US President George Bush on Monday signed the PRO-IP Act into law, increasing the federal government's attempts to crack down on copyright violations and other intellectual property infringement in the country. The Act will bring in a cabinet member dedicated to improving copyright protection and also increases punishments for both basic copyright violations as well as physical counterfeits.
The bill was primarily supported by the Motion Picture Association of America and the Recording Industry Association of America, both of whom have pressed for direct government action on their behalf in the past and who support measures such as Internet provider-level content filtering.
However, the measure has seen opposition from both the Justice Department and initially the Bush cabinet itself. The Department is concerned that PRO-IP effectively sidesteps its decisions on the US government's approach to copyright, while the executive branch has resisted calls to allow the Justice Department to sue violators by itself.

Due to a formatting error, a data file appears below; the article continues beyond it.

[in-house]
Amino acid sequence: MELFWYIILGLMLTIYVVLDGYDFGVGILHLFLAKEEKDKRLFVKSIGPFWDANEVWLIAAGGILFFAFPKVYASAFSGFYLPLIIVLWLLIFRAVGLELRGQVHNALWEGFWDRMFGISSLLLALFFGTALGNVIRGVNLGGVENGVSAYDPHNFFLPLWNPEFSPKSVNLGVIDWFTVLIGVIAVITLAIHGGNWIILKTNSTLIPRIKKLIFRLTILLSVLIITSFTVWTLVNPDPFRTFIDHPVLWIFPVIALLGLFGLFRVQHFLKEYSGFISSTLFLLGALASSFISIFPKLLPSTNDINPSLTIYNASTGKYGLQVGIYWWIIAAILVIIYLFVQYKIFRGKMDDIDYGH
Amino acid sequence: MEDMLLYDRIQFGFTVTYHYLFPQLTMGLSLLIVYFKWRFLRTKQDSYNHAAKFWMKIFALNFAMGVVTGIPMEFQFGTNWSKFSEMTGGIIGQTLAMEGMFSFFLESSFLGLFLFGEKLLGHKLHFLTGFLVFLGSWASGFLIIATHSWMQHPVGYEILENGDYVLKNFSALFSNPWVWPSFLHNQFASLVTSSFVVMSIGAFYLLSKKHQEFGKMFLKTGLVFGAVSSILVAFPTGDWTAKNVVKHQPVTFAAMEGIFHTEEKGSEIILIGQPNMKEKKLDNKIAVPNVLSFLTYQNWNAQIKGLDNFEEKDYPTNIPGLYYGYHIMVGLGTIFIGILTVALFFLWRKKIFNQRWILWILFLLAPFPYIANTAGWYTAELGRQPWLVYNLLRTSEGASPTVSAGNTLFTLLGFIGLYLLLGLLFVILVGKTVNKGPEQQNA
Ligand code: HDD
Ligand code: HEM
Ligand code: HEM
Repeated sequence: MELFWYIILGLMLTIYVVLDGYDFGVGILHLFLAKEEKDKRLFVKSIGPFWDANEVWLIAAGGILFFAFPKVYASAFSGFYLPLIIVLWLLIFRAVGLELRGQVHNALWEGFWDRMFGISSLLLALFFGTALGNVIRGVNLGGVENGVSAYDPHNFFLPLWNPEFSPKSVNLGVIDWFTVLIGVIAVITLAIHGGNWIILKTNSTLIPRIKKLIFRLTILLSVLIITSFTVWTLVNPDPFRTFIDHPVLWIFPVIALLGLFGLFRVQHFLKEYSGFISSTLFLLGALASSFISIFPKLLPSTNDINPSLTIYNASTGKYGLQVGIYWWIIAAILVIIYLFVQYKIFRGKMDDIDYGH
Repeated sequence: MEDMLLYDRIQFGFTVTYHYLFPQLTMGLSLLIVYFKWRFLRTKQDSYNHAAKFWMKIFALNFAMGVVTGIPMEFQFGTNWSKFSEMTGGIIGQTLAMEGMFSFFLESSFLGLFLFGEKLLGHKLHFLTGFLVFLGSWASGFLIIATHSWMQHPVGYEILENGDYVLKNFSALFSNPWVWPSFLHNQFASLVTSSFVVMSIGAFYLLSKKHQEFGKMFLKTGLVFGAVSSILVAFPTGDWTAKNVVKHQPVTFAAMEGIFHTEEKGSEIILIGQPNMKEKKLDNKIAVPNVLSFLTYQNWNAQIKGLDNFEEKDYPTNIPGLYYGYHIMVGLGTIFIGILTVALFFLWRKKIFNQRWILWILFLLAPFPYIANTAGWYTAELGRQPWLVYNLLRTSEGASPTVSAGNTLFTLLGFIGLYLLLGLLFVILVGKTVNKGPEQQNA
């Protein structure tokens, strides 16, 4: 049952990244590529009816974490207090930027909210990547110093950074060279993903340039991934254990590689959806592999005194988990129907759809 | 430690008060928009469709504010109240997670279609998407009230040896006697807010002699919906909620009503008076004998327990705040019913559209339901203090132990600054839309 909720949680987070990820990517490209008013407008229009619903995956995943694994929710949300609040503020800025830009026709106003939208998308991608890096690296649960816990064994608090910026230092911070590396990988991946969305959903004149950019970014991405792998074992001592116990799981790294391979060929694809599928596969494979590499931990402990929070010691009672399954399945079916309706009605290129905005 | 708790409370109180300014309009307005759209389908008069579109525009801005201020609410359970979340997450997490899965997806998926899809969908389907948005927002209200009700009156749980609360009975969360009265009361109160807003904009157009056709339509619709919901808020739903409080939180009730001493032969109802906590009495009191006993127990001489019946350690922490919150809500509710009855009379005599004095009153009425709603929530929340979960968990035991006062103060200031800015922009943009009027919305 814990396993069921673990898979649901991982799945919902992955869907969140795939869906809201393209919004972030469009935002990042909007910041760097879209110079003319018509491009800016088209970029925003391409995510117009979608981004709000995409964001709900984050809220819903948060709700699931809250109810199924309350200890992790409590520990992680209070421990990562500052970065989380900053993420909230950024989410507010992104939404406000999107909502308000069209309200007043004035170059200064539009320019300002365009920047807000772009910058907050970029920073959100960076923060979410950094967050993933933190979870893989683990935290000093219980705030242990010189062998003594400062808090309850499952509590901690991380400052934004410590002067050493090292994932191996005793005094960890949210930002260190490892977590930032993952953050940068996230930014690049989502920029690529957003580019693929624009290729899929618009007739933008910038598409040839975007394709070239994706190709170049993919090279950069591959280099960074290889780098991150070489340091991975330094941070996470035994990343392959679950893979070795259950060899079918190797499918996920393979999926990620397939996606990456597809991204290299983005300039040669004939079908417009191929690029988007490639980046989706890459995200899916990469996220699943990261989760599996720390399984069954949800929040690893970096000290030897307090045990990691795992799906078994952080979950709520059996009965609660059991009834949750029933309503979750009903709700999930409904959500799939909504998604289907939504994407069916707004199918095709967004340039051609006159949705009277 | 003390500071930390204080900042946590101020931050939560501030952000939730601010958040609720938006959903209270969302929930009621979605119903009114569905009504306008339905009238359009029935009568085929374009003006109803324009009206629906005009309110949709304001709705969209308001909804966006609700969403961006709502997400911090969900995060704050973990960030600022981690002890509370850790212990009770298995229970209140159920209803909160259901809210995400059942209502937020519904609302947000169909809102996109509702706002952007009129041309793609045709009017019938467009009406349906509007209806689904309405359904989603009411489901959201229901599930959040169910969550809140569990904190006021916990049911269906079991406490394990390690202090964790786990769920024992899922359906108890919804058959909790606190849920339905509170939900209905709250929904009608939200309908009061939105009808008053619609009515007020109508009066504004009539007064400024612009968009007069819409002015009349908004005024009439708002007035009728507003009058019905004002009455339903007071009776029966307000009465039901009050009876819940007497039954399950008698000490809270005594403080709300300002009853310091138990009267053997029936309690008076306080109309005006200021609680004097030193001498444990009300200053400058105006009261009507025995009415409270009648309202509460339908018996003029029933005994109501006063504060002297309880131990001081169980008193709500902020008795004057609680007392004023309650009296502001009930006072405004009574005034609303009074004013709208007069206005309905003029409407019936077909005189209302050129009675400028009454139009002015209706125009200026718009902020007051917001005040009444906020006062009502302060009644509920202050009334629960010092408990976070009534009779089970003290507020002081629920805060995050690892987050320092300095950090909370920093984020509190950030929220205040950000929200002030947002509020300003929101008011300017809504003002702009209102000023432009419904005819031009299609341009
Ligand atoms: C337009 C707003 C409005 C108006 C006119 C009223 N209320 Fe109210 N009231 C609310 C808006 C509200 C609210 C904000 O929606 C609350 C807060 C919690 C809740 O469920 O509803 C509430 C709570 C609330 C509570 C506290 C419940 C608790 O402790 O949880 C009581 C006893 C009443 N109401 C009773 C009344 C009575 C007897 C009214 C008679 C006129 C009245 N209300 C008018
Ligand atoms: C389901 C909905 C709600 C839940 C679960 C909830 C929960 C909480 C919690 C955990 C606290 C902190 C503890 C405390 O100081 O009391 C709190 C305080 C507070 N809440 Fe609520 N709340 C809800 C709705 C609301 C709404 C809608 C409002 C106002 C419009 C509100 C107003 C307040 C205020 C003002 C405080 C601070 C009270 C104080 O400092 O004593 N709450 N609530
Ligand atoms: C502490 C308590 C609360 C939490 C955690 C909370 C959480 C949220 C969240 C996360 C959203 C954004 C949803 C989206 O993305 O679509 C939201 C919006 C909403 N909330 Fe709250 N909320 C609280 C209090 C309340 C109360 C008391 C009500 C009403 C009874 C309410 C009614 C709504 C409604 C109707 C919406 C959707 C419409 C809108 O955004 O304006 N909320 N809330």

This last move is widely believed to have been prompted by the RIAA, which itself has sued individuals for alleged infringement, but has been rejected under claims that it would put a burden on the federal government to police copyright when the regular, local court system already fulfills that role.
Private critics, including the Electronic Frontier Foundation, have resisted the measure outright and have often argued that PRO-IP is an attempt to legislate major labels' and studios' views on copyright.
More than anything, though a lot of other things, this is a win for the RIAA who have had their troubles going after those who share and download music on popular internet sharing sites.
Make no mistake, though, others will suffer. Video sharing sites will also come under rule, though they do now, but with stiffer penalties for violators.
I'm sure Bush lacked the votes to uphold a veto. While I'm disappointed he went down without a fight, this is all libtard policy.